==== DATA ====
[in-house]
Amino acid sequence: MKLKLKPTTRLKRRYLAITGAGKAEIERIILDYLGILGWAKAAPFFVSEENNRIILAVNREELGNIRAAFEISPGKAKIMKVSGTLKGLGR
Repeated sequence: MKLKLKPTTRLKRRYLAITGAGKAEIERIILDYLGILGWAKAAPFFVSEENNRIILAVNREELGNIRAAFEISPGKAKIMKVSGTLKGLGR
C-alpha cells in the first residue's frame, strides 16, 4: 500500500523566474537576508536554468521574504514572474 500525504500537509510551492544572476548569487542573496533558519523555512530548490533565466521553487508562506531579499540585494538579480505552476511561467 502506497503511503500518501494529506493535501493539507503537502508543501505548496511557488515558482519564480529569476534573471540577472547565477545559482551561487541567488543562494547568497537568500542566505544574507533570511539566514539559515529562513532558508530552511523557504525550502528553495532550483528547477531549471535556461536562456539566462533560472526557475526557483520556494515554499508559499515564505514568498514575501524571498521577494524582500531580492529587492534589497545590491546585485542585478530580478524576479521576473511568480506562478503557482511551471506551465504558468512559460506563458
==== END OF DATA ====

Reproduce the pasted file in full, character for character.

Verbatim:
[in-house]
Amino acid sequence: MKLKLKPTTRLKRRYLAITGAGKAEIERIILDYLGILGWAKAAPFFVSEENNRIILAVNREELGNIRAAFEISPGKAKIMKVSGTLKGLGR
Repeated sequence: MKLKLKPTTRLKRRYLAITGAGKAEIERIILDYLGILGWAKAAPFFVSEENNRIILAVNREELGNIRAAFEISPGKAKIMKVSGTLKGLGR
C-alpha cells in the first residue's frame, strides 16, 4: 500500500523566474537576508536554468521574504514572474 500525504500537509510551492544572476548569487542573496533558519523555512530548490533565466521553487508562506531579499540585494538579480505552476511561467 502506497503511503500518501494529506493535501493539507503537502508543501505548496511557488515558482519564480529569476534573471540577472547565477545559482551561487541567488543562494547568497537568500542566505544574507533570511539566514539559515529562513532558508530552511523557504525550502528553495532550483528547477531549471535556461536562456539566462533560472526557475526557483520556494515554499508559499515564505514568498514575501524571498521577494524582500531580492529587492534589497545590491546585485542585478530580478524576479521576473511568480506562478503557482511551471506551465504558468512559460506563458